LOCAL IS BIGGER THAN THE TIRED CLICHES

Aaron Chalke blog

In the advertising industry, the utterance of “Local” can conjure up several images. A farmer standing in a green field with their herd. A GAA field plonked in the middle of nowhere. A small town where the people have a funny accent.

 

That same word can also bring forth a lot of tired cliches and questions, especially for people working in a city-based industry. Is the population too sparse to merit the local targeting investment? Will the national campaign do the job for us there? Will we focus on the cities and major urban areas instead?

 

And I hold my hand up high. Even as someone from ‘the country’ with one of those funny accents, I was guilty of asking those questions while living in Dublin. I was guilty of reducing it down to a numbers game, especially when you have a finite budget and creative resources available. The years eroded the fact that these numbers represented real people and families, living their everyday life in the best way they can, in the place they call home.

 

Fourteen years after I first packed my bindle and left for ‘the big smoke’, I returned to my native Mayo for good. A move that once seemed impossible to fathom soon became a delightful inevitability. This magnetic draw home was summed up best by George A. Moore, a fellow county and parish-man, when he said, “A man travels the world over in search of what he needs and returns home to find it.”.

 

After being home for over a year now, I have a whole new definition and appreciation of what “Local” really means. It goes far beyond a media targeting segment. It transcends geographical regions and borderlines. So regardless of whether you live in the sticks, a town or a city, the real meaning of “Local” is all the same.

 

“Local” is the world you create around yourself. By this nature, local is as individual to all of us as is our tastes and preferences.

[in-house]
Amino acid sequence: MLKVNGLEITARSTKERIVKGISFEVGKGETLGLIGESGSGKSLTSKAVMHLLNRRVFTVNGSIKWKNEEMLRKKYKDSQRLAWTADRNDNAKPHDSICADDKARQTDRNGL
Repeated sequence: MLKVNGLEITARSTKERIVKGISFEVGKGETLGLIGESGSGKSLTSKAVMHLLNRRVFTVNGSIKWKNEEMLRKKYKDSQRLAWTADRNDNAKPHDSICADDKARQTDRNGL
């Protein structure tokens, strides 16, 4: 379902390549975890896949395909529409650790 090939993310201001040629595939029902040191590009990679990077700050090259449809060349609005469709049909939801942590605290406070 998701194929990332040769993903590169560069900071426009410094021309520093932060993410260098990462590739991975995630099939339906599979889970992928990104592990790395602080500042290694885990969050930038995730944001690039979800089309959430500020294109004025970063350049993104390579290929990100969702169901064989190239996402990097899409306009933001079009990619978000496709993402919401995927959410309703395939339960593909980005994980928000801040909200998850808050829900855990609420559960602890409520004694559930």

“A man travels the world over in search of what he needs and returns home to find it.” – George A. Moore

Looking beyond close family ties, “Local” is the supermarket/newsagent/butcher/cafés we prefer to shop in. The walks and areas we like to go to, and that intangible nice feeling they give us. It is the people we want to talk to on a daily/weekly basis, regardless of where they are in the world. It is what we decide to consume, from regional radio right through to the latest blockbuster release on Netflix (which most likely stars Ryan Reynolds, so let’s be honest, you’re probably going to watch it).

 

When we meet others that share some of these values and interests, we are drawn together as a community, sometimes regardless of what parish, town or county we’re from. We pull together and champion a unified cause, and we invest in nearby infrastructure and in charities that we share a connection with. This network becomes your trusted source for recommendations on anything from picking a dentist to your next car.

 

Over the last two years, many small towns and parishes have been given a new lease of life. Young people are moving back and putting down roots. New jobs are springing up in tandem, with many employees working remotely in a full time or hybrid fashion. This will be further aided as high-speed broadband continues to spread across these regions, turning any home into a regional satellite office.

 

Witnessing this shift, in tandem with all the quirks that make where you live unique and fun, has transformed my view on what “Local” is. As we approach briefs in Foe, our thoughts are less about where our target audience lives and more about them as individuals. What is going on in their lives? What does their ‘locality’ look like? What will cut through and make a connection with them and others like them?

 

Targeting “Local” is much more than a geographical question. It goes far beyond a simple numbers game. Local is bigger than the tired cliches. As brands and marketers, if we can tap into this kind of local, we will become part of a very exclusive and special place in customers lives.

Aaron Chalke

About Aaron:

Aaron is the Managing Director / Lead Producer at Foe. After working in media planning for seven years, Aaron set up Foe in 2017. Foe is an Ideation and Production House, specialising in high-quality asset production across all media and solving media activation briefs.

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